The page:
Should I Incorporate My Business
Should I Incorporate My Business?
Do I need to incorporate my business? The best answer for that question is maybe…but not right now. If you have an interest in forming a new business, don’t rush out to the nearest law firm and spend a lot of money to form a corporation or an LLC. The best advice that I have is to operate it as a self-employed individual for the first year, and maybe even a couple of years,
You need to “get your feet wet” as the old saying goes, and see if your idea is going to pan out. If it doesn’t, you’ll know soon enough, and can walk away from it without having spent a lot of money. That being said, there are basically three types of business organizations.
The first is the simplest to form, and that is a sole proprietorship. This is also known as freelancing or self-employed individuals. It generally consists of one owner who operates under maybe a trade name. Most states don’t require registration on this type, but check with your own state’s rules. You may be required to register the trade name.
The second type of business organization is a corporation. So, do I really need to incorporate my business? The owners of a corporation are its stockholders, and some states may require that you have an attorney set it up. Profits or losses for a corporation are paid/handled at the corporation level. Stockholders may be paid as officer wages on a form W-2, or dividends. More on the Sub S later.
The third type of organization is the partnership. Two or more individuals are required to operate as the partnership and are taxed personally on the entity’s profits. There are many more factors involved in operating as a partnership and will be covered further in this article.
What you need to consider when you select your type of organization
- The first is the ease of startup and the cost. Is registration required?
- How is the business controlled and how do the owners get money out of the business?
- How is the business taxed? Does the owner have to pay?
- Who is liable for any debt? Can liability be limited in any way?
What does my state require for each type of organization?
Although many states have similar requirements for the basic setup, you need to check with your state. There may be rules and regulations that you must follow in order to setup a specific type of organization. It may be a variation of one of the three basic business types and if your state doesn’t permit that, you need to know it before you proceed.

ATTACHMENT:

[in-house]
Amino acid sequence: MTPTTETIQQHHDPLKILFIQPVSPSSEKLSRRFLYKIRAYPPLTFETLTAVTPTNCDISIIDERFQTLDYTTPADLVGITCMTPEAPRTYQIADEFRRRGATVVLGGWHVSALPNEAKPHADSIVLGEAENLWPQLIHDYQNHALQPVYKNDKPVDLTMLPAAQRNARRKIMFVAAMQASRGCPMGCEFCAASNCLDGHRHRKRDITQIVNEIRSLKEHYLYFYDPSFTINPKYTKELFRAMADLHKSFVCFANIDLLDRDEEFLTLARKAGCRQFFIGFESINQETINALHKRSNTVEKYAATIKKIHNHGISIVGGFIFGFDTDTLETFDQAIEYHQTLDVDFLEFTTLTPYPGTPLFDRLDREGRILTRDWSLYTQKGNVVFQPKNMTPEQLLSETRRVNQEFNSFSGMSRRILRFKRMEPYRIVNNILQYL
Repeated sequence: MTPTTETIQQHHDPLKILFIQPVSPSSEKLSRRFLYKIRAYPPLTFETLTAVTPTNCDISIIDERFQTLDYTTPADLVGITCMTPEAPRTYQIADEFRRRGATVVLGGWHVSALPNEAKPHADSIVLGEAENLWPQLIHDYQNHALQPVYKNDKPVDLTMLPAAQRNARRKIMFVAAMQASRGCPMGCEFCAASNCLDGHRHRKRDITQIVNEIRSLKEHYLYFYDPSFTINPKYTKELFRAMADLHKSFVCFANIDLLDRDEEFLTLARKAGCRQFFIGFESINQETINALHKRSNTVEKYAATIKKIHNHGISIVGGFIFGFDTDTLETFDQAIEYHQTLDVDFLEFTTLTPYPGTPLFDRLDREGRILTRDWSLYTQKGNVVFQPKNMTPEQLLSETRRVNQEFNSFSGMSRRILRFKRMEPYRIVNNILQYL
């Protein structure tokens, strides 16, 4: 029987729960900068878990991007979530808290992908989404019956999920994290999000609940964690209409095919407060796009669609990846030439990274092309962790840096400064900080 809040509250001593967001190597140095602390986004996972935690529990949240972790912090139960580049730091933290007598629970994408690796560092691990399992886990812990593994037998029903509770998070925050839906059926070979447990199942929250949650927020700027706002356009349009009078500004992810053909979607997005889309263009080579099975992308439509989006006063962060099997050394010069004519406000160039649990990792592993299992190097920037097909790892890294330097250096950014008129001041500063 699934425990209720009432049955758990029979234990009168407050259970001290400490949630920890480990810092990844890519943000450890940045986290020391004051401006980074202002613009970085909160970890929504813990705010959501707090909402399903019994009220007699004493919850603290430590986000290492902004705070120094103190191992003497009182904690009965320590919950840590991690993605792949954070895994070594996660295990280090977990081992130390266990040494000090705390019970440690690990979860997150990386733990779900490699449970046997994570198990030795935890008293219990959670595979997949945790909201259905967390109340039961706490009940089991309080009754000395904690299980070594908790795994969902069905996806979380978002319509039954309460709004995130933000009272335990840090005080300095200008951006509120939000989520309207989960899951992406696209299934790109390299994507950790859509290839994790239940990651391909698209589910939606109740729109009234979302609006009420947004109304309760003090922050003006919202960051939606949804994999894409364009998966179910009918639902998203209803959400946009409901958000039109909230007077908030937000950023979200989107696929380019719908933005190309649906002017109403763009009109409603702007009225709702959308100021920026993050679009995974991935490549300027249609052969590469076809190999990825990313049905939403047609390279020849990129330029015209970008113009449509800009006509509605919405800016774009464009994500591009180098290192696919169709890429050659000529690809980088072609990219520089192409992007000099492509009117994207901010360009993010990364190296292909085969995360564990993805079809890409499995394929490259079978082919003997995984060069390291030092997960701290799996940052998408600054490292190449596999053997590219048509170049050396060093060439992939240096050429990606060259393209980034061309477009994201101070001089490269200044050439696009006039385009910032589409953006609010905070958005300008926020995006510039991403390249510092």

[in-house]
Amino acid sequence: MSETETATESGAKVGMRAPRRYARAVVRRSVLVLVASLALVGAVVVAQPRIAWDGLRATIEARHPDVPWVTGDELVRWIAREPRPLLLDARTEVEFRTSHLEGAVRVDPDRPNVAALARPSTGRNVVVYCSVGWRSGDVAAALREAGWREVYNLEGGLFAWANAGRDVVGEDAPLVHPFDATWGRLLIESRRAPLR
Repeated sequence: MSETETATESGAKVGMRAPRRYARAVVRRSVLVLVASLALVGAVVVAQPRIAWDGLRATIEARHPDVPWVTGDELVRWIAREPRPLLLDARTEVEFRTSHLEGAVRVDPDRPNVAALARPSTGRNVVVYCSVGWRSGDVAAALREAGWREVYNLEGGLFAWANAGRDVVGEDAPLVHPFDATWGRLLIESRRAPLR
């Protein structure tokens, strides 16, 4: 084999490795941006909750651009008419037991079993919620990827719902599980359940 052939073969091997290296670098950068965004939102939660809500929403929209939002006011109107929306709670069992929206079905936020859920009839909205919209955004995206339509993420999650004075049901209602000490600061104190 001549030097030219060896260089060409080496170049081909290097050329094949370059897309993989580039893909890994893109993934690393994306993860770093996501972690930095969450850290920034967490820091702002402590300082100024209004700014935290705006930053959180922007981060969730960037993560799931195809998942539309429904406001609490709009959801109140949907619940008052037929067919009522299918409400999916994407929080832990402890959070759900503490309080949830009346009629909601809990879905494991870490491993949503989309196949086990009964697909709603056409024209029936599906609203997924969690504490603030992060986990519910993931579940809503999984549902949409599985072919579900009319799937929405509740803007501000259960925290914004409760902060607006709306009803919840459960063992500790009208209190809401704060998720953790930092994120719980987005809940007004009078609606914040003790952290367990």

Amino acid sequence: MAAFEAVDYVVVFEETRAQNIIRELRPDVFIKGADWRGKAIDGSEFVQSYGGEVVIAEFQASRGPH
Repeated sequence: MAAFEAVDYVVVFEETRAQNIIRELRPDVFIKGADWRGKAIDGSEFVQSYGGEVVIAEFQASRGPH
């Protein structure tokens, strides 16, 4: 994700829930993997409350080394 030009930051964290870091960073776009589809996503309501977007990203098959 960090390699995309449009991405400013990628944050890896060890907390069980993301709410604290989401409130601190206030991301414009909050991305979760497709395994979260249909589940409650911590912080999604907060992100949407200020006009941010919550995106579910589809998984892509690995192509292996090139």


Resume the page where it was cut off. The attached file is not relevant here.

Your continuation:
Usually on the state’s web site, there is a section that may explain this factor. If not, call them until you get the information that you need.
Operating as a sole-proprietorship
This is obviously the easiest one to setup. Get a trade name if you want one, and setup your books and records. This type of organization is operated by one individual and is not a separate entity from the owner. This means the owner pays the taxes, usually on a Schedule C on his personal tax return.
The owner is also liable for any debts or other liability of the business. Be sure to get a separate business checking account, and other records to track all income and expenses for the business. This will be used to prepare the Schedule C form. The owner cannot pay himself W-2 wages, but other employees must be paid that way.
Operating as a corporation
When you setup a corporation, it’s considered as a separate business entity, both from personal liability and taxes. In most states, there is no requirement that you have an attorney prepare the documents and various filings that are needed. If you’re not comfortable in preparing the documents, by all means, use an attorney.
Corporations pay their own income taxes at the corporate level at a flat rate of 21%. This rate went into effect with the Tax Cuts and Jobs Act (TCJA), effective January 1, 2018, and will expire December 31, 2025. However, we now have a new administration, and some of the proposals being considered are an increase in the corporate tax rates. Be advised however, that any dividends paid by the corporation to the shareholders, are taxed to the shareholder.
The C Corporation setup may be advantageous to some businesses, such as mine. Before you make the decision, should I incorporate my business, meet with a financial professional if you don’t have the expertise in taxation.
Operating as a Sub-chapter S corporation (S-Corp)
Using this type of organization is beneficial for many small business owners. You have the benefit of liability protection as a corporation, and income or losses are passed through to the stockholder to report on their personal tax returns, at their personal tax rates.